Tag Archives: Time magazine cover

Hi. I’m Jane. And I Nursed My Son Longer Than 2 Years.

(Jane clears throat and steps gingerly onto her soapbox.)

Hi.

My name is Jane.

And I nursed my son longer than 2 years.

Go ahead. Start slinging the arrows. Label me crunchy granola. Slap the handcuffs on my wrists and haul me away to crazy-mommy-jail. (Do they have Starbucks? If so, I’ll go willingly.)

I didn’t plan on nursing for so long. I knew I wanted to breastfeed. (Because, after all, that IS what my breasts were designed for, contrary to popular belief.) So when my pediatrician asked me if I’d given any thought to weaning I answered, “Yes. I read it’s best to nurse until a year old. And that’s when I’m planning on stopping.” She smiled a knowing smile and handed me a pamphlet on the latest statistics (7 years ago) and said, “Well, the World Health Organization now recommends breastfeeding until age 2 or longer, whichever is best for both mother and child.”

This was new thinking for me. But after exhaustive research (because I’m really a research nerd-junkie at heart) I decided to practice “child led weaning” or natural weaning. Yes. I said natural weaning. Because if it’s forced, it is un-natural. (I’m on my soapbox so I can say this.)

Now, I wasn’t the perfect crunchy-granola mom. I tried to practice a “don’t offer, don’t refuse” approach to the “natural” weaning process. But I succumbed to societal pressures. If we were in public, if guests were visiting who wouldn’t understand, I’d gently redirect and say, “Not now.” Sometimes I’d offer an explanation. But he didn’t really care. A redirect was fine.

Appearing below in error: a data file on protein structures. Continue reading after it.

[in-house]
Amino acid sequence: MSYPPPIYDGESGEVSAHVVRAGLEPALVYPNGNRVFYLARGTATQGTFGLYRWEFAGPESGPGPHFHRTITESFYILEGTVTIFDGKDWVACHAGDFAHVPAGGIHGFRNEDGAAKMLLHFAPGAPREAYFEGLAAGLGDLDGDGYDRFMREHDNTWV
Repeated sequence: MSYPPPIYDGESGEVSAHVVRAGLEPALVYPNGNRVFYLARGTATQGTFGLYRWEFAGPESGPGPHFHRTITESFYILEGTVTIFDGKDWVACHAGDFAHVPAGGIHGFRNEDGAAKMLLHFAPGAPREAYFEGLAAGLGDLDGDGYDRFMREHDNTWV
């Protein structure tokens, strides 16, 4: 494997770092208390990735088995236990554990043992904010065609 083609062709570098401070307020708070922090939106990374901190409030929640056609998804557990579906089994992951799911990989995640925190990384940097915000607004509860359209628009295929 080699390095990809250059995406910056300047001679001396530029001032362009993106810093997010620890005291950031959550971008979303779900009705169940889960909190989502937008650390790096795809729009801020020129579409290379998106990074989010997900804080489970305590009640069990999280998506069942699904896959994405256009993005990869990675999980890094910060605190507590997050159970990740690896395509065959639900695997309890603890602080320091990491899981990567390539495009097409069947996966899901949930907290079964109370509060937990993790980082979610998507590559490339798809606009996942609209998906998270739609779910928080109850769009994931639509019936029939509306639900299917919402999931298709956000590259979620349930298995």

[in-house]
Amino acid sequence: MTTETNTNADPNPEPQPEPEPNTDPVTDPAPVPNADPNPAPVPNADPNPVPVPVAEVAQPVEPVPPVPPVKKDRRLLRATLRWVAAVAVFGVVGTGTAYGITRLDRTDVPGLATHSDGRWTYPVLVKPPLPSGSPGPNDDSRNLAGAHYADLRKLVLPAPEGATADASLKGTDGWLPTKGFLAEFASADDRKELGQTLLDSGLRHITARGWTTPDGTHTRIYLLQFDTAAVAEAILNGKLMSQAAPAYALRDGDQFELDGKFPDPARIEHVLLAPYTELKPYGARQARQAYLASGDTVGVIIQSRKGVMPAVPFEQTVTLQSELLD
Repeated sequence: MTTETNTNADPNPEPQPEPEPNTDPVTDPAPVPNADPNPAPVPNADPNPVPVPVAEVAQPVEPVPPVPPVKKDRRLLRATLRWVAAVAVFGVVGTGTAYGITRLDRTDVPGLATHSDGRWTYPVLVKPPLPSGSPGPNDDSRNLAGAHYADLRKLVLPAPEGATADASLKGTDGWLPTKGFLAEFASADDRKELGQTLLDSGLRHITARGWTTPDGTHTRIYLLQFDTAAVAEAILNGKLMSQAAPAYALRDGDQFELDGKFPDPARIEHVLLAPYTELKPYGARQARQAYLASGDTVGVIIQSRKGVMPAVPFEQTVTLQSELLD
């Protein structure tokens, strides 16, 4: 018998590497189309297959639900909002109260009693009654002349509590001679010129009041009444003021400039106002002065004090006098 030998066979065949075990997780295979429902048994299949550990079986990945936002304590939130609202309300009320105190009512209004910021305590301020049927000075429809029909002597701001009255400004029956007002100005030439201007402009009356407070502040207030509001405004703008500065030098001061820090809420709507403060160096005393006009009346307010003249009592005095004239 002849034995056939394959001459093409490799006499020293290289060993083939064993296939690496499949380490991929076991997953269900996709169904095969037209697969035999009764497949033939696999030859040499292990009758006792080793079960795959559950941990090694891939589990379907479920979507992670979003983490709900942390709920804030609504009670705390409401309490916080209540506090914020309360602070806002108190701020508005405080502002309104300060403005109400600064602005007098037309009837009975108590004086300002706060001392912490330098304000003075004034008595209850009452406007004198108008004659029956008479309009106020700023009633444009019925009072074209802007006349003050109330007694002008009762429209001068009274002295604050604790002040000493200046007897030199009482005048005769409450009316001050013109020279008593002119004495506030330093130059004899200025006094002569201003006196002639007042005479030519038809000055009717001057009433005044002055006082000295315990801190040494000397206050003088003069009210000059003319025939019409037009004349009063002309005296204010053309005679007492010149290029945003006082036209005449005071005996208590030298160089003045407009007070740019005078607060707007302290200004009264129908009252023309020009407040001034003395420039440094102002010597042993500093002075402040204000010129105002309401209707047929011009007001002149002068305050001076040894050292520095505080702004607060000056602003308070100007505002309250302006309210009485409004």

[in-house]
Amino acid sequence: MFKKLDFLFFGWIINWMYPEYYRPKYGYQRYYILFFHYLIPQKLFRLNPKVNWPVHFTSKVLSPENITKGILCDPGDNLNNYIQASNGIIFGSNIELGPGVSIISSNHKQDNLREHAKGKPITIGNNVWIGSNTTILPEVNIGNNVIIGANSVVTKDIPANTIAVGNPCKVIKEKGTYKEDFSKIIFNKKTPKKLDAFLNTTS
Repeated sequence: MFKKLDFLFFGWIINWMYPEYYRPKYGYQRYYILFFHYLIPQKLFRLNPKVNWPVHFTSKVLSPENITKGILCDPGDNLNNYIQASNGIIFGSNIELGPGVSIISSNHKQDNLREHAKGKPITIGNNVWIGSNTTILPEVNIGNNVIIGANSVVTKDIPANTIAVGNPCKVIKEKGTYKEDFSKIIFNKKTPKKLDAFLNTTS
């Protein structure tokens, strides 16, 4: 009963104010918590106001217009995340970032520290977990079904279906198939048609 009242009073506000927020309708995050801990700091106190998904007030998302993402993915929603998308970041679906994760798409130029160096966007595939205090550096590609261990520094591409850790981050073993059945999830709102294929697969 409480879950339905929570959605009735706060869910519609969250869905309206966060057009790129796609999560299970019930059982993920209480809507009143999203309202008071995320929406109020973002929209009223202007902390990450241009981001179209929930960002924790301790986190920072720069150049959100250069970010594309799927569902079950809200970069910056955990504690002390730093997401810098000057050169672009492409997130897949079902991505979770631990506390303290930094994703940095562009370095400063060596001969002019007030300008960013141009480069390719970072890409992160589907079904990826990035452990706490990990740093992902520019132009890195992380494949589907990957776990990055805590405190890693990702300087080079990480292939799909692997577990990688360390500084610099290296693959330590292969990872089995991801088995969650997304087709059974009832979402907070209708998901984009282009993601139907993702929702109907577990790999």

But the fact that I was still nursing at (OK. I’ll admit it.) 3+ years of age? It was my dirty, little secret. (And not THAT kind of dirty, little secret. If that’s what you were thinking? Please. Just leave now. There isn’t enough room in the blogosphere to convince you otherwise and I’m not about to try.)

Frankly, I find it pathetic that only 57% of women in the U.S. even try to breastfeed their baby, compared to the 98% in Sweden, Norway and 94% in Rwanda. I understand that for some women, breastfeeding isn’t an option due to health issues. I get it. I truly do. But when a 6 month pregnant woman in my bookclub says, “Oh, no. We’re not going to breastfeed. My husband  and I just aren’t comfortable with that.” And she shakes her head with disgust, with a grimace on her face? I’m the one who is disgusted. (And I tried to hide MY grimace but as you all know, I do not have a poker face.)

And I tried. I really tried not to make a comment about the fairly recent Time magazine cover “Are You Mom Enough?” with the 3-year-old nursing. But hold onto your hats, because here I go.

First of all, I never, ever, ever nursed my 3 year old standing up with him on  a step stool.

Second. If you can’t nurse for whatever physical reason? You get a big, fat automatic pass at breastfeeding. No questions asked. But if you “can’t” nurse because it grosses you (and your husband) out? Maybe you aren’t mom enough.